Wednesday, October 10, 2001, Chandigarh, India


M A I N   N E W S

Raids intensified on Herat, Mazar-e-Sharif
Mullah Omar escapes *4 UN workers killed

Islamabad/Kabul, October 9
Intensifying the offensive, the USA today carried out for the first time daylight air strikes in Afghanistan and followed it up with fresh attacks at night mainly, targeting the spiritual headquarters of the Taliban in Kandahar and the residence of its supremo Mullah Mohammed Omar who is said to be safe.

In late night attacks for the third consecutive day, the allied warplanes pounded Kandahar and the northwestern city of Herat even as first independent confirmation was available of five civilian deaths, including four UN workers engaged in mine-clearing operations.

The Taliban responded with a burst of anti-aircraft gun fire but apparently failed to target the jets because of their high altitude flight path and darkness.

In the Kandahar attack, Taliban sources said the home of Omar, 15 km away from the city, came under attack.

Communications facilities and air defences at Kandahar airport have taken a great knock as American planes had been flying over Kandahar almost continuously during the day.

Herat, too, came under strong attack tonight with the target being city airport and military sites on its outskirts.

Earlier, shortly after daybreak, US fighters bombed Kandahar around the house of Mullah Omar, who an aide said survived the attack as he had left the place only 15 minutes earlier. Bin Laden is also safe in Afghanistan, Taliban’s Ambassador to Pakistan Abdul Salaam Zaeef said in Islamabad.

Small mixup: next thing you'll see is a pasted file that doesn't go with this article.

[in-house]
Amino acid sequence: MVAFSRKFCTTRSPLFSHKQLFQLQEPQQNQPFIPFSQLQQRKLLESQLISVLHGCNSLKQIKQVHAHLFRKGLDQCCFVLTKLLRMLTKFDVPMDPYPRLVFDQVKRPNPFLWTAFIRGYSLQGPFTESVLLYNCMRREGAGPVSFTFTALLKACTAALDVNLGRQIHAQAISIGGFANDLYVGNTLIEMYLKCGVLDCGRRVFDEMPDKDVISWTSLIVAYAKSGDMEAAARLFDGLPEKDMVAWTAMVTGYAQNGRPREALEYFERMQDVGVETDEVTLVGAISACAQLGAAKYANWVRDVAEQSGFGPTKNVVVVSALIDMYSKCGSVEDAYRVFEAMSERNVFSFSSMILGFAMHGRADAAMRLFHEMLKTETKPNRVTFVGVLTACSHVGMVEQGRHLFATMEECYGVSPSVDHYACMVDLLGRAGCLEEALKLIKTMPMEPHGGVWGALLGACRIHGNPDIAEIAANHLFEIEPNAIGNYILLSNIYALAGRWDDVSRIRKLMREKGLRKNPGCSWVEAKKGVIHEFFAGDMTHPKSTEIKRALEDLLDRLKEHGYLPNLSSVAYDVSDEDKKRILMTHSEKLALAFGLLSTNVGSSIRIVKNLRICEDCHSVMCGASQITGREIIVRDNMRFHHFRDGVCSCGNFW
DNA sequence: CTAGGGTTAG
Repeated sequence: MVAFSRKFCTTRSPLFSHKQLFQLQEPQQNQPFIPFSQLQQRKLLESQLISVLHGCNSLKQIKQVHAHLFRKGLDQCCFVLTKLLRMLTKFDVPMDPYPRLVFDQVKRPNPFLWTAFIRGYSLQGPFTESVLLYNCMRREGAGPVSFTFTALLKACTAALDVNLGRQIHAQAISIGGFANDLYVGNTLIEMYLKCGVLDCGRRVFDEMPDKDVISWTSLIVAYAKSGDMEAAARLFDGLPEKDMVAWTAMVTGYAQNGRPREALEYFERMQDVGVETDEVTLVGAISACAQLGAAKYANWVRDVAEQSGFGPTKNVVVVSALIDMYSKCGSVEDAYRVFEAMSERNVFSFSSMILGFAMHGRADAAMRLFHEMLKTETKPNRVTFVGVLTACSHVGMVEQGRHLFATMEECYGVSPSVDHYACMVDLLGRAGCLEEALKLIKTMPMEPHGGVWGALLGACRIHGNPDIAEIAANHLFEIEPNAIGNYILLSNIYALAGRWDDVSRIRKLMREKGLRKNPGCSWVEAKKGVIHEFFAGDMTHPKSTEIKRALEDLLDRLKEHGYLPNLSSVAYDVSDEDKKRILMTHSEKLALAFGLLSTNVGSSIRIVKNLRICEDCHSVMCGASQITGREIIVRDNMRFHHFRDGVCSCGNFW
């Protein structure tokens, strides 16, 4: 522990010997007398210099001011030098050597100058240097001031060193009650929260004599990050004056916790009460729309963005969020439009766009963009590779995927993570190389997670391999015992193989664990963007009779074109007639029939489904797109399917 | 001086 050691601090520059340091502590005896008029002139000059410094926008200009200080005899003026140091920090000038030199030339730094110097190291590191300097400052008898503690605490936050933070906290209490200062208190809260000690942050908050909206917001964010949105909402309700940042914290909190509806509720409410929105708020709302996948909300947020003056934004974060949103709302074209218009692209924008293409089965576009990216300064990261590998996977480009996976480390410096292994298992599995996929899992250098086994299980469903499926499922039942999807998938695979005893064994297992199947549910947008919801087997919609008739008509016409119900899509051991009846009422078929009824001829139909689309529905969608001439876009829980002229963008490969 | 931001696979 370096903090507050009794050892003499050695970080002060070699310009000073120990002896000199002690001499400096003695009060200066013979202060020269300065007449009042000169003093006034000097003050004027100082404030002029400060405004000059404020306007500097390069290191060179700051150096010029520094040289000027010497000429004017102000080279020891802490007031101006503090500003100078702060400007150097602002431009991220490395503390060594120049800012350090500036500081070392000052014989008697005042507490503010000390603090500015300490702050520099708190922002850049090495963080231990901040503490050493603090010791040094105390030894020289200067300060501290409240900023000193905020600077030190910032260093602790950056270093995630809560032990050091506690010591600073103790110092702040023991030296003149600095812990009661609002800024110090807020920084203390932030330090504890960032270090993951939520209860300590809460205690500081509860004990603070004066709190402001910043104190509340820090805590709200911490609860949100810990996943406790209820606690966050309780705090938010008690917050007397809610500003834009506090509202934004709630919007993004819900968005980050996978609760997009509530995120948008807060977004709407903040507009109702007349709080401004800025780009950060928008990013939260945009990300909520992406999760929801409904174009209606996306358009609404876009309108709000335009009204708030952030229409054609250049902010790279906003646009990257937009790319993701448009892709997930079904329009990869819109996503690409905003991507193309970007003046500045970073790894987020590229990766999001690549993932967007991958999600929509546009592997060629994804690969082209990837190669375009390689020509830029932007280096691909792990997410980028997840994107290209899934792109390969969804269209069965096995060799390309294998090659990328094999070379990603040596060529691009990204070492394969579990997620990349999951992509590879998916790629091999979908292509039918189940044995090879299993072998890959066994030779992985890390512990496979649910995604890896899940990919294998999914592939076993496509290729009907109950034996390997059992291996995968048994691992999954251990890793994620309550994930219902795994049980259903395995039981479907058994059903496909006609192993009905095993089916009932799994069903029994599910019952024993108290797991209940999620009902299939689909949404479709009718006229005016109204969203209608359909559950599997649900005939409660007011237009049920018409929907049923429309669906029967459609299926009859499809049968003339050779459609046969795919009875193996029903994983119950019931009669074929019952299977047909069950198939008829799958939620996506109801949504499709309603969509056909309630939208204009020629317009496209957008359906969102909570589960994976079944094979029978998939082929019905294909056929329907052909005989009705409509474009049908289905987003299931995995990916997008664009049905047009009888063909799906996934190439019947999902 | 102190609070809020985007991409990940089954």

But just outside Kabul, rescue workers dug through the rubble of a UN-funded office today to recover the remains of four men killed by a missile as they slept. The four worked with the UN, clearing landmines in Afghanistan.

The UN coordinator for Afghanistan appeals to the international community to protect innocent civilians from military attacks,” Ms Stephanie Bunker, UN spokeswoman in Pakistan, quoted coordinator Mike Sackett as saying.

The cities which came under attack included Kundus, Jalalabad and Mazar-e-Sharif as ordinary Afghans cowered in cellars and basements during the night of fear.

The attacks reportedly targeted a television tower in Kabul while one bomb fl near the city’s main 400-bed hospital and another hit a residential suburb.

The US-led strikes also gave a fresh boost to opposition Northern Alliance fighting against Taliban. They launched ground attacks in Badgis, Ghor, Balkh and Samangan provinces at times with the benefit of the American air cover.

In another development Pakistan, which has turned its heat on the militia, has seized three Taliban-owned helicopter gunships which landed in the North West Frontier Province.